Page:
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Right To Play in Senegal

Right To Play began offering programming in Senegal in 2022 in response to an identified need for youth empowerment programs in the country, especially those targeted toward girls.

To tackle the challenges facing young people in Senegal, Right To Play has developed the Renforcement des Capacités des filles par le Sport et le Jeu (RECAF-Jeu) program, which will use the power of sport and play to promote gender equality and the rights of adolescent girls and young women in the country. The program aims to empower girls to become changemakers in their lives and in their communities.

This innovative initiative, led by Right To Play and funded by the Canadian government through Global Affairs Canada, will work in multiple regions of Senegal to build the life skills of adolescent girls, address key human rights issues such as sexual and gender-based violence, and provide opportunities for girls and young women to participate in sport. The project will be implemented in partnership with the Liverpool Football Club Foundation.

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The challenges faced by girls in Senegal

Girls in Senegal face disproportionate obstacles to completing their education, building a career, and achieving their dreams. Early marriage and pregnancy, and the resulting social pressures, force girls out of school. Additionally, girls carry an unequal burden of household chores and familial duties, which makes keeping up with school work more challenging, and limits their options when it comes time to enter the workforce.

Harmful traditional practices like female genital mutilation (FGM) are still commonplace, and a serious risk to girls’ health and opportunities.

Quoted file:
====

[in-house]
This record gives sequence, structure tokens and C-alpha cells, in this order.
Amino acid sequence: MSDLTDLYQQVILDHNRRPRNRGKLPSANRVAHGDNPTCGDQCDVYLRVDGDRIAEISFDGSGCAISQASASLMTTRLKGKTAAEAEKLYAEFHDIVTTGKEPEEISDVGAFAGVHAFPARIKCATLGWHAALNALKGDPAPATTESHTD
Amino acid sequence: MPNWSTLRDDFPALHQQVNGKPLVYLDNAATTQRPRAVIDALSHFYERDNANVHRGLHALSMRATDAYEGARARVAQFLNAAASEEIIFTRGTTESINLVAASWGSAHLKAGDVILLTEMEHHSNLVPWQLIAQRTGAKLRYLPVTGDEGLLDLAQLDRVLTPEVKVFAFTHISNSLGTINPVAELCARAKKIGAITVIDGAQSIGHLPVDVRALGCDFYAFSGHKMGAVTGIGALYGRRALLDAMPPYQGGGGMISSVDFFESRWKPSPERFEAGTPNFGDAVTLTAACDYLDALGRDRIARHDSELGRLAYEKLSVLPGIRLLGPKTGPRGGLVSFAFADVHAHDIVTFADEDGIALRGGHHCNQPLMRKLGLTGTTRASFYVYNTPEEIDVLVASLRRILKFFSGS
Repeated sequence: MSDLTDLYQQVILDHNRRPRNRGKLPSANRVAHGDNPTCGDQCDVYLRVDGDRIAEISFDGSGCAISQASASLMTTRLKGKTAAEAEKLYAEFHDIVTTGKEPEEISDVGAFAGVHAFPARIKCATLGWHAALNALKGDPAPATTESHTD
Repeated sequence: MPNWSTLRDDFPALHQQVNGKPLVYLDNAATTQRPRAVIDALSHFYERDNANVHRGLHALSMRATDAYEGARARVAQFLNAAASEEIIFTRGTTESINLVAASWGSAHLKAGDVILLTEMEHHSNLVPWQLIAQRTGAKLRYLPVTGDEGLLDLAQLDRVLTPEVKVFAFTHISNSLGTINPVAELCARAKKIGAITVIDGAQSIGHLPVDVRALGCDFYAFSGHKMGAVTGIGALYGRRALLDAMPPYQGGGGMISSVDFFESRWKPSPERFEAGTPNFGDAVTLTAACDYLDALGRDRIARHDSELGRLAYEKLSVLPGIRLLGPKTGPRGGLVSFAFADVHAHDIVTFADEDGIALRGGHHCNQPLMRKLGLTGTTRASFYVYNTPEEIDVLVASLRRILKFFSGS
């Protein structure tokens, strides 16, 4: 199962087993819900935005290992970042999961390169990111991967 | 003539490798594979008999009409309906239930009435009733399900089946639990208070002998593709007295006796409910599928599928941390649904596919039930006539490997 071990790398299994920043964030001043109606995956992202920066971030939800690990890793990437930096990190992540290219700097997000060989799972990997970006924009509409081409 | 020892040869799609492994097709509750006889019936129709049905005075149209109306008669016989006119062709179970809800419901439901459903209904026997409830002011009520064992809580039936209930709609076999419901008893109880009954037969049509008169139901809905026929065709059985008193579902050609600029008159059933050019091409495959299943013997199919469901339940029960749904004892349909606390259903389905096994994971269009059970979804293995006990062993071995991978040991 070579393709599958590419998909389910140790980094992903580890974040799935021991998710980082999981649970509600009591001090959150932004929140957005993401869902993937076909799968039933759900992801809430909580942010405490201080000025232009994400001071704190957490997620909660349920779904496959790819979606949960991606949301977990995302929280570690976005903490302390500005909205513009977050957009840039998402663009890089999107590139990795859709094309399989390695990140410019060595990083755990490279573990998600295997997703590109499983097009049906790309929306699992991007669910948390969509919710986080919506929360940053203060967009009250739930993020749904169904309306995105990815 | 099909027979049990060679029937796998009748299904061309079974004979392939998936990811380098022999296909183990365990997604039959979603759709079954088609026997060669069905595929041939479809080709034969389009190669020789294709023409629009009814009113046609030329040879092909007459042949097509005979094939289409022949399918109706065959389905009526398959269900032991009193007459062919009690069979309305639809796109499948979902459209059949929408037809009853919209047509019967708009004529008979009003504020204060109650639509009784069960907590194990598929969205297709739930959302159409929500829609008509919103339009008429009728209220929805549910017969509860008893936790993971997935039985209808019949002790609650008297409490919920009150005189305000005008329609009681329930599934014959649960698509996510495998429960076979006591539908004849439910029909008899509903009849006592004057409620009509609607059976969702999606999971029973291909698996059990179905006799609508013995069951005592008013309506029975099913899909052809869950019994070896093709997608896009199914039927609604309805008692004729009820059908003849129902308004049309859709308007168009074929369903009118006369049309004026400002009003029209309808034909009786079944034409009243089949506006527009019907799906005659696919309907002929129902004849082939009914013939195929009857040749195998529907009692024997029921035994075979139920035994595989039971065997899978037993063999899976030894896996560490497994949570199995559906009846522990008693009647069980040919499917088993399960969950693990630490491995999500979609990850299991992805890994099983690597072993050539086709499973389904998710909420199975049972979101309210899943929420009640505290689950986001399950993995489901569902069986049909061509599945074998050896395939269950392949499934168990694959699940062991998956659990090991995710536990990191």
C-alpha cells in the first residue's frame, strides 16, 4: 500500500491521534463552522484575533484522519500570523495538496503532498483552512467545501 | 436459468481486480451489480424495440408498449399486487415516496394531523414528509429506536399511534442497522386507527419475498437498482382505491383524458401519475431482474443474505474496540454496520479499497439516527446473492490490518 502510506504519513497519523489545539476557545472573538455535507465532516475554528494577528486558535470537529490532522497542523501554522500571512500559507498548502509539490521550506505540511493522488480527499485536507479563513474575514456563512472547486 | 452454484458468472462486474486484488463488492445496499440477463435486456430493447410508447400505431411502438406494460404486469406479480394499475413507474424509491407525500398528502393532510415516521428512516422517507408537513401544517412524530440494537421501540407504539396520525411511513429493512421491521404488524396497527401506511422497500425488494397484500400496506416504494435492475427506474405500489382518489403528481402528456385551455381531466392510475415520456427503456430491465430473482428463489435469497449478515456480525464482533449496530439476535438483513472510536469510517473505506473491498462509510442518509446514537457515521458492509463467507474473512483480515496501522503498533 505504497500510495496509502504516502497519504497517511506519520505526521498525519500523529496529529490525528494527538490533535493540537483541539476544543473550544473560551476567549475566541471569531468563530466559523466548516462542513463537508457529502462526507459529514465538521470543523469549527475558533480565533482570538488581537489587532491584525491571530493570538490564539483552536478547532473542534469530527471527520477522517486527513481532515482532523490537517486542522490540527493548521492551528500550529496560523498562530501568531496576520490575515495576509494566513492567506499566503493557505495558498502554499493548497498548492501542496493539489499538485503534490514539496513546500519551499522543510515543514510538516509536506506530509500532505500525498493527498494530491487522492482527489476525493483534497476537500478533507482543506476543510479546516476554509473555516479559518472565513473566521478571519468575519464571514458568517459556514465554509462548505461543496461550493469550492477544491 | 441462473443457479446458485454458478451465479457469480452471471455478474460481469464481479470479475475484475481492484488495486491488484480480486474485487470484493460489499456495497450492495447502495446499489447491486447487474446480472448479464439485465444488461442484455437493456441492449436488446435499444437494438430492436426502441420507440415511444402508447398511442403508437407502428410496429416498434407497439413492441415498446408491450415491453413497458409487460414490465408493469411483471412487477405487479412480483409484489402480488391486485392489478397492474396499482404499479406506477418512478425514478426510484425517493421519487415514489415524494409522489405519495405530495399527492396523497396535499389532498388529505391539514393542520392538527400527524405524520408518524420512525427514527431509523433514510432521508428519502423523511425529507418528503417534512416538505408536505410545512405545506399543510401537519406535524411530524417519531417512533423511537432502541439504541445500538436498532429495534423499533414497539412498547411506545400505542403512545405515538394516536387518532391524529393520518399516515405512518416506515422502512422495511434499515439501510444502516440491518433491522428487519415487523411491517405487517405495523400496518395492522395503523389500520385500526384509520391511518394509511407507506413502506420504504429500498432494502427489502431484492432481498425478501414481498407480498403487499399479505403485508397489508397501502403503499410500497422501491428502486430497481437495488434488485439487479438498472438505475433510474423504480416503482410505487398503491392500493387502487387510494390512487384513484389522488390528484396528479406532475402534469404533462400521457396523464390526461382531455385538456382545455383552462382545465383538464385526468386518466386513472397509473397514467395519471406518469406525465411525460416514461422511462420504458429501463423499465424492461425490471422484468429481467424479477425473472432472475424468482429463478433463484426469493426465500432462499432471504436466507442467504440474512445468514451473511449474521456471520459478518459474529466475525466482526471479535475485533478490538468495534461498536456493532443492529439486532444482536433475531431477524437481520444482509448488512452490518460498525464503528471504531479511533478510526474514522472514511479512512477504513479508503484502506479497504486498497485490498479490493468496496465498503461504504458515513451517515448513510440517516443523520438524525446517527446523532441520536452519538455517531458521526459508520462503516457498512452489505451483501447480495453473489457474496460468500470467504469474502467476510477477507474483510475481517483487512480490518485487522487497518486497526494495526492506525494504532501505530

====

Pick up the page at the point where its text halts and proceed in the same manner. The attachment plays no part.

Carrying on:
• 23% of women and girls aged 15-49 have been subjected to FGM.
  • In 2015, almost two out of five girls in Senegal (38%) were already married by age 18.
  • 68% of women and girls aged 15-49 believe that spousal violence is justified for certain reasons such as burning food, disagreeing with the spouse, or refusing to have sex.

Eliminating the barriers and discrimination girls face requires community involvement. By engaging with parents, caregivers, community leaders and other stakeholders, and working directly with youth, Right To Play will strive to change attitudes and behaviours, and open up opportunities for girls in Senegal.

"There are too many girls in Senegal who simply don’t have the chance to achieve their dreams and potential just because they are girls. Our whole society loses when this inequality exists. We are committed to supporting them to claim their right to an education and a future, so they can change the story for girls. We are going to use sport and play as our tool.”
Michel Diatta, Head of Office, Right To Play Senegal

Using sport to promote gender equality

Right To Play uses sport for development to help children rise above adversity. Our programs create a safe space where children can engage and interact, break down complex social barriers, and promote inclusion and an acceptance of others. Play provides a platform for long-term personal development.

The RECAF-Jeu project will use sport and play as a form of experiential learning to help more than 10,000 Senegalese adolescents develop leadership, communication and self-esteem. The project will also support enhanced agency in girls and positive masculinity in boys, and engage with the wider communities to combat harmful traditional practices and negative social norms that impact both girls and boys.

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Through this project, we will reach 10,000 youth, 600 coaches, and 89,000 community members in the regions of Sédhiou and Ziguinchor with sport and play activities that will empower girls to claim their rights, encourage positive masculinity among boys, increase action by families and communities to support gender equality, and create accountability among key institutions to uphold the rights of girls and young women. We will also collaborate on a National Roadmap that will advance gender equality in and through sport.


Right To Play gratefully acknowledges the support of all of its financial and technical partners. Funding for our programs in Senegal comes from the Government of Canada through Global Affairs Canada, and will be implemented in partnership with the Liverpool Football Club Foundation.

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